Sunday, September 7, 2008
Boise, ID - After a dog is declared "dangerous" (or is about to be) by authorities, owners of these dogs often send the animal to another state where the label will not apply. Sometimes they move with the dog; other times, they send the dog to live with family or friends. This plants the dog in a new neighborhood, one that does not know the dog's history.
The dangerous dog is shifted to a new location.Victims of dog attacks almost always voice the same message, "I do not want this to happen to someone else." Criminal and civil recourse after an attack may be difficult to achieve. But victims always want the dog restricted or destroyed so that it cannot strike again. You can imagine how a victim feels when the owner of a dangerous dog sends it to a new state, beyond control of local authorities.
Lonnie Holloway was checking out a possible construction job when a large dog at the Boise home lunged at him and planted its teeth in his stomach. The dog released its grip when Holloway began fighting back, poking it in the eyes. "As he was going for the second bite, Lonnie got away," said Chris Eisenberg, who works with Holloway and saw the incident.Leach, a 19-year-old sophomore at Boise State University, received a vicious dog citation, a misdemeanor. But vicious dog laws only go so far. Jeff Rosenthal, executive director of the Idaho Humane Society, said there's not a lot he can do about dogs that are taken across county or state lines. "I don't have the ability to put out an all-points bulletin across the nation," he said.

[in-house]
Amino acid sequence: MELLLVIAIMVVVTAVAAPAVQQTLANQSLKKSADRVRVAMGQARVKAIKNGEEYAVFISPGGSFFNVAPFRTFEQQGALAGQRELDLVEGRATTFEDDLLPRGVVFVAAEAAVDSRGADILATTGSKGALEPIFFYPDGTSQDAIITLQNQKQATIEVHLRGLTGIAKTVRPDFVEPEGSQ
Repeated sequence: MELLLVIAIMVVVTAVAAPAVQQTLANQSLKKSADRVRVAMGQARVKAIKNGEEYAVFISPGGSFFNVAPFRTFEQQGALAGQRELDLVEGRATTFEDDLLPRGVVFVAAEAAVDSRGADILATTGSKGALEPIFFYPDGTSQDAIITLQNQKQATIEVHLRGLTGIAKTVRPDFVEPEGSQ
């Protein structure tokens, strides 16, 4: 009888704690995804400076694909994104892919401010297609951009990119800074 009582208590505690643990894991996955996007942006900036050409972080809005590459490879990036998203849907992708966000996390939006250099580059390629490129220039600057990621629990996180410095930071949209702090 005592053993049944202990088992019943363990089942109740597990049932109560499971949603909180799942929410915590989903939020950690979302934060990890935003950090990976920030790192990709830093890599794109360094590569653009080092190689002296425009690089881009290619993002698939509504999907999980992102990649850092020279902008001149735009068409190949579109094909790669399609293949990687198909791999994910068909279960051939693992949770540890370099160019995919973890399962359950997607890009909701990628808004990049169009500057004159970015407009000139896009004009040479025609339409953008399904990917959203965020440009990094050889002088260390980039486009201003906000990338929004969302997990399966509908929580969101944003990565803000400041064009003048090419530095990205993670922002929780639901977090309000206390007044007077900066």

The dog's owner, Caitlynn Leach, didn't see her 70-pound dog try for a second bite. "That was probably me pulling him off," said Leach, who had the dog on a leash. While Holloway was at a hospital emergency room, the dog was taken to Washington State by its owner's family -- far from the jurisdiction of local animal control.
The dog was taken to the Seattle area. Boise animal control officials asked their counterparts in Seattle's King County to impound the dog. Records show that the dog was quarantined at home and checked for rabies. But there's no way Holloway or Animal Control can compel Leach to bring the pit bull-mix back to Boise to be assessed and face possible punitive action.
Idaho is also a "one free bite" state, so euthanasia for the animal is likely not an option. However, requiring a locked enclosure, posting Dangerous Dog signs, attaining a hefty liability policy and off-property muzzling would be. Seattle area citizens should be attentive to a neutered white pit bull-mix with black ears named Domino. He might rip into another belly.
Animal control’s report on the incident said that Leach’s father, Steve Leach, took the dog to Washington State "before we could get it for impound." Holloway has retained attorney Bradley Poole, who said he’s trying to settle the matter out of court.
07/24/08: Duvall Girl Witnesses Pit Bull Attack Show Calf
06/17/08: Little Girl Bitten by Pit Bull in "Land Shark Attack"
Labels: Across State Lines
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| 9/08/2008 12:30 PM |
Statutes should be put in place to handle this kind of flight from justice. Transporting for the purpose of concealment or to avoid legal consequences should be prosecuted as obstruction of justice.